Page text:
No-fee school is forcing us to pay, say parents
Parents at a no-fee school in Queenstown, Eastern Cape, are outraged after the principal allegedly forced them to pay a R100-per-child admission fee this week for the new academic year. They also allege they were forced to pay a R150 “donation” at the end of last year to get their children’s reports.
Now one parent from Kwa-Komani Comprehensive School has written to regional education director Nkosinathi Godlo, asking him to investigate.
The parent, who asked not to be named fearing victimisation of her children, wrote that she had paid R250 for each of her children on Monday for admission, “irrespective of the fact that Kwa-Komani is a no-fee school”.
The parent told City Press that pupils were forced to pay R150 on December 9 2015 to get their reports and the additional R100 on Monday. The receipts, stamped with the school stamp and dated January 11, are for R250 each. They specify a R150 “donation” and R100 “late registration”.
“We were told last year the pupils would only get their reports after they paid the R150.
“We complained that there should be no registration or admission fee because this is a quintile 3, section 21 school, where there are no fees. Most of the children are from poor homes and survive on grants.
“How can we be forced to make these payments when government says we do not have to?” the parent asked.
A teacher at the school, who asked not to be identified, said: “Those who do not have the cash have been told they can pay later.”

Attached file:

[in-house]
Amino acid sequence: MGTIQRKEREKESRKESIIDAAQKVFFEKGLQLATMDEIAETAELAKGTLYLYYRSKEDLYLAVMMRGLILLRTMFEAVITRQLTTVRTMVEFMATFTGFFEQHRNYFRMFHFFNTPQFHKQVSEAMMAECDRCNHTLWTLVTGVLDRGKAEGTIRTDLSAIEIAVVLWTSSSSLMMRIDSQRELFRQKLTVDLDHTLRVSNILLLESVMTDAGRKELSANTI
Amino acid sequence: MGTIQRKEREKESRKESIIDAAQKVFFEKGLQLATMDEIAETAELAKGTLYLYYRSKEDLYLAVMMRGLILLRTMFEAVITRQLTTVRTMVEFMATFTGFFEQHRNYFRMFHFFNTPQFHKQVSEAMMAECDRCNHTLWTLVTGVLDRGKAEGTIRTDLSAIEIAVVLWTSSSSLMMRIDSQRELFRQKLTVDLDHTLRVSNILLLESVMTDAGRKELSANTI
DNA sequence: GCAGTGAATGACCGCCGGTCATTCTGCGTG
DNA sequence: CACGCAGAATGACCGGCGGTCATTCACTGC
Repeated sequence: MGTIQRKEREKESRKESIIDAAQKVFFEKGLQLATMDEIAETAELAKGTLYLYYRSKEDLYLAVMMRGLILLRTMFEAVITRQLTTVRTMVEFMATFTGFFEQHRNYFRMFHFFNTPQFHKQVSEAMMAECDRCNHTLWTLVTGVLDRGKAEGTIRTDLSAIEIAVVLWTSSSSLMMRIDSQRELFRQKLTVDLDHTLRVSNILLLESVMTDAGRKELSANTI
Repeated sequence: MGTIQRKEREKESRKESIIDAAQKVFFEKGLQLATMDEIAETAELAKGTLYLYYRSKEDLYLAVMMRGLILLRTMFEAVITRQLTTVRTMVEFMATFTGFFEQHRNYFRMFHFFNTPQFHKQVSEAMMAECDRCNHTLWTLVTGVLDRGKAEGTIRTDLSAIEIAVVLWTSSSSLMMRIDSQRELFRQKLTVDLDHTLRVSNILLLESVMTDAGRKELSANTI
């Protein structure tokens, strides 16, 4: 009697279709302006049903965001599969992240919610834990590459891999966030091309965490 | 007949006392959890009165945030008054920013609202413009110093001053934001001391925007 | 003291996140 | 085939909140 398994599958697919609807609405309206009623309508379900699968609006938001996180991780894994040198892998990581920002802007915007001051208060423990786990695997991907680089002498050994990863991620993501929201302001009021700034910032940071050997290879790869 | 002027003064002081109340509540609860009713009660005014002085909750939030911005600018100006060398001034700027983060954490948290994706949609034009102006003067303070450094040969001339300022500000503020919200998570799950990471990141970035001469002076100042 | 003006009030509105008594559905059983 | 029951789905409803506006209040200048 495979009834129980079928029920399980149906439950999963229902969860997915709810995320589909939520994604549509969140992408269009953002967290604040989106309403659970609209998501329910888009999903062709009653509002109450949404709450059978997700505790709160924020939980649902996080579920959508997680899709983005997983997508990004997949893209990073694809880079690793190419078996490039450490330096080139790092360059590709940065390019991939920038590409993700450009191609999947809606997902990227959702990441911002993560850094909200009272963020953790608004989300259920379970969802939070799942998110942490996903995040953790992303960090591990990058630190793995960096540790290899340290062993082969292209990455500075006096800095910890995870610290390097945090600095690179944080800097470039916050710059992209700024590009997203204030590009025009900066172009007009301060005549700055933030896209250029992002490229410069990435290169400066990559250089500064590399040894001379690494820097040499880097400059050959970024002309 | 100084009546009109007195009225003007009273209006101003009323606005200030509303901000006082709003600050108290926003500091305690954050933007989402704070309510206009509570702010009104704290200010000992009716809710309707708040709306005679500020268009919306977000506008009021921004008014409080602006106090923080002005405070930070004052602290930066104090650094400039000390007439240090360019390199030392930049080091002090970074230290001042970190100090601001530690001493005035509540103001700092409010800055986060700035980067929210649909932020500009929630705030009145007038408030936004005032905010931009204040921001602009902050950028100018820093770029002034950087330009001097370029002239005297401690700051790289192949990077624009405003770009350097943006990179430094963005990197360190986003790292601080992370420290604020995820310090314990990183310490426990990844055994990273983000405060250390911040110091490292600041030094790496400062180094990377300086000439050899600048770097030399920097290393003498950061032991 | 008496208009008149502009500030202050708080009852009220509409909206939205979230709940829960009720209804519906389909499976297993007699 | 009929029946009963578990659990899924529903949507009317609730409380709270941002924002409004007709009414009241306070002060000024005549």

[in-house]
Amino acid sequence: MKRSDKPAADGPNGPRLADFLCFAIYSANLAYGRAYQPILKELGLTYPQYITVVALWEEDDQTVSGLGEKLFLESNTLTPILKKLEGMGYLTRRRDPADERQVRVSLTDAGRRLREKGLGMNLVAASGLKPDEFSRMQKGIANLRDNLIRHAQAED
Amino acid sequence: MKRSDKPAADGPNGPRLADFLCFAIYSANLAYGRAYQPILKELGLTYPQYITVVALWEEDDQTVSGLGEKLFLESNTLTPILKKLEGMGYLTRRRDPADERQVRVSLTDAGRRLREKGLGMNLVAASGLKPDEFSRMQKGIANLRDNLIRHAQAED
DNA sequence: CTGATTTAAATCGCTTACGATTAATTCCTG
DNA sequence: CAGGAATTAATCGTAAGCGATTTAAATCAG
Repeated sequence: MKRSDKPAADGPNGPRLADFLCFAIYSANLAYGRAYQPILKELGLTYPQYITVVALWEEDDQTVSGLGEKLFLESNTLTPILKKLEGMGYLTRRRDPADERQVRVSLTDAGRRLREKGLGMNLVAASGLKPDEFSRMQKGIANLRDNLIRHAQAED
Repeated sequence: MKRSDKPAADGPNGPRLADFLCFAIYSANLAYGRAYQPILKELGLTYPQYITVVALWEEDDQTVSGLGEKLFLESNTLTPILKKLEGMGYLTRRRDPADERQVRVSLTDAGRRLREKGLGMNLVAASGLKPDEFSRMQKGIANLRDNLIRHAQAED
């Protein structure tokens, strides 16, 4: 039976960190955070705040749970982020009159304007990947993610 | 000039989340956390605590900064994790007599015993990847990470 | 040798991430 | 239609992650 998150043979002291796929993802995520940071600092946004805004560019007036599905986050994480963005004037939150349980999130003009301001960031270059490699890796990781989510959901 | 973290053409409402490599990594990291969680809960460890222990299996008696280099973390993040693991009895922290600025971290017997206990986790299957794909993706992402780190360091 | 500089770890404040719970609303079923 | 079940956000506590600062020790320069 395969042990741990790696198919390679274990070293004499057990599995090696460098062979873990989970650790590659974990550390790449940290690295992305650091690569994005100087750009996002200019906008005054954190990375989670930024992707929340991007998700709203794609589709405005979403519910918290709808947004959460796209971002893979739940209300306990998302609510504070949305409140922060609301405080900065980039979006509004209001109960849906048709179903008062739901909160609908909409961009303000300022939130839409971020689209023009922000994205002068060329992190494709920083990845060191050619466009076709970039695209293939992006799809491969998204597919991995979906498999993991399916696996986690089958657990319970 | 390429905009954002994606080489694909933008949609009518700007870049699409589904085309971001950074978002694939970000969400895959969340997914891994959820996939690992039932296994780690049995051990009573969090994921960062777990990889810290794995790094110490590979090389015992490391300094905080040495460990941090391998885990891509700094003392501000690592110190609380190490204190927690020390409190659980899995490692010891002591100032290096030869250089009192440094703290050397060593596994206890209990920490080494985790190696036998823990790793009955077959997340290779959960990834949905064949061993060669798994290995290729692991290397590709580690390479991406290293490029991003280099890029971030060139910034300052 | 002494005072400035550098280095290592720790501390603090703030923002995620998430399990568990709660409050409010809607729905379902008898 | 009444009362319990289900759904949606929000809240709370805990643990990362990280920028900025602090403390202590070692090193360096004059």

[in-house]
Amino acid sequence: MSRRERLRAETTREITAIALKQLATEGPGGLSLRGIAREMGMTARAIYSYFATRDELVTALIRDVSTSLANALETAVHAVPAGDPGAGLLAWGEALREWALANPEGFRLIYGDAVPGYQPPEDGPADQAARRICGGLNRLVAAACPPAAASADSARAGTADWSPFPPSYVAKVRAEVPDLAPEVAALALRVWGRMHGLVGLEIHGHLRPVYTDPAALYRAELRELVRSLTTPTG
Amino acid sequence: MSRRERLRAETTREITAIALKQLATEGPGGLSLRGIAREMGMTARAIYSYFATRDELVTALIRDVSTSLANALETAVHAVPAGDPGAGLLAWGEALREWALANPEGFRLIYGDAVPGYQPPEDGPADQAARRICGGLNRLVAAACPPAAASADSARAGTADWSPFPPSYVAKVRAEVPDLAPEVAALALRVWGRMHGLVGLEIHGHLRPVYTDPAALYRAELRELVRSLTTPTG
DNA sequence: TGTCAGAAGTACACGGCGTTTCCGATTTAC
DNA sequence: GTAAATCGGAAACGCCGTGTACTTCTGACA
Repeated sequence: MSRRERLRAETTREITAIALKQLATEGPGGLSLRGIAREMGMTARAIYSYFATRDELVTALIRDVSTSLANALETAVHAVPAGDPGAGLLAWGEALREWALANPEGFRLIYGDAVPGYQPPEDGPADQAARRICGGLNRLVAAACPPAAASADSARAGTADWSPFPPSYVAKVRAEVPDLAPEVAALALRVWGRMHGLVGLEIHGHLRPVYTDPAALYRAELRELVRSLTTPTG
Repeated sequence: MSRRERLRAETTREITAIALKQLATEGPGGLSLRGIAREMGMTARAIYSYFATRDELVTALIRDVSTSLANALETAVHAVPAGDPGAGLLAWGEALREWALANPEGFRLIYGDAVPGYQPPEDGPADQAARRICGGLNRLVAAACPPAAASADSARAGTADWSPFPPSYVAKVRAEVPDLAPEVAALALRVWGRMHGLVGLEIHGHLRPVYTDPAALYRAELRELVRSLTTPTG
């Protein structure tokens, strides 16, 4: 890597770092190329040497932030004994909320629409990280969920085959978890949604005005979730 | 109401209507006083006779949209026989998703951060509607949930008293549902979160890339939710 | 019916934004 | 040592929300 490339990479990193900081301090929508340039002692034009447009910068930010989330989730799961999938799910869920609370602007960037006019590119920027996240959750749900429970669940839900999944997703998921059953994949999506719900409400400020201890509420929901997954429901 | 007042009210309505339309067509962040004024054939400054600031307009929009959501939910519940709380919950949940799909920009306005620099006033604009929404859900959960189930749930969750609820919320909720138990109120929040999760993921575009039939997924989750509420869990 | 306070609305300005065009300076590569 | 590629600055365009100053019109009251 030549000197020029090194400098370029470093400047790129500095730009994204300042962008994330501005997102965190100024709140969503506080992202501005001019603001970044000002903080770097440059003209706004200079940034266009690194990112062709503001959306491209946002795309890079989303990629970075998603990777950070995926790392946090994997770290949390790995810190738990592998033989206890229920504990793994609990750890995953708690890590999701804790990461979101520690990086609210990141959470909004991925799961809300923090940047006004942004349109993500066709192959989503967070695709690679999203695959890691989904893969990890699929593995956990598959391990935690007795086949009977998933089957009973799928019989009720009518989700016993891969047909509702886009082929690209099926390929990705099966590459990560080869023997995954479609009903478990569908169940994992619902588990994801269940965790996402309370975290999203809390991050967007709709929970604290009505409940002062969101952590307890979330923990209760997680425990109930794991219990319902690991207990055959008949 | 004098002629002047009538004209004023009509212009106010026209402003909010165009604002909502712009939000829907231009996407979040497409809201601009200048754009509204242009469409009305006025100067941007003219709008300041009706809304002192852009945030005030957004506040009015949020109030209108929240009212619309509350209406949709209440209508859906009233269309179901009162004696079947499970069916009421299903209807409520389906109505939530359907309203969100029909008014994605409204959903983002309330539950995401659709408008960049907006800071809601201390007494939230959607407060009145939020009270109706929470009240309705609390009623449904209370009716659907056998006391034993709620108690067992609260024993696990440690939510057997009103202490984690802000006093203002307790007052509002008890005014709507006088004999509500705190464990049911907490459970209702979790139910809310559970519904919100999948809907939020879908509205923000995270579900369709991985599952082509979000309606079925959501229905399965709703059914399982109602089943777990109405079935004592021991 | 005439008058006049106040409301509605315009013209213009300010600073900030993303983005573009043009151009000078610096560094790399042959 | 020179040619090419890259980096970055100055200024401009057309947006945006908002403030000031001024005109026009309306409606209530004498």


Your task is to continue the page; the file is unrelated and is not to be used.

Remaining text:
Kwa-Komani has been the subject of investigations by the provincial department and the SA Council for Educators (Sace), with principal Victor Pakade being cleared by both institutions and reinstated.
Recently, a new investigation was begun into the school’s nutrition programme, and those at nearby St Theresa’s and Mpendulo schools. The investigators’ final report has not been released.
On Friday, Pakade called City Press, threatening action if the newspaper continued to write about the school without his comment. He then refused to comment on the allegations. He insisted he would be cleared by the investigation into the feeding scheme.
Provincial education spokesperson Loyiso Pulumani undertook to investigate the payments and respond, but failed to do so. In an email sent to City Press last year, he dismissed as “lies” claims made at the time by parents and teachers that parents had been forced to pay the R150.
“The assertion is completely devoid of truth and is obviously peddled by disgruntled individuals who seek to continue to destabilise the school,’’ he said.
Pulumani said the R150 was for lost textbooks.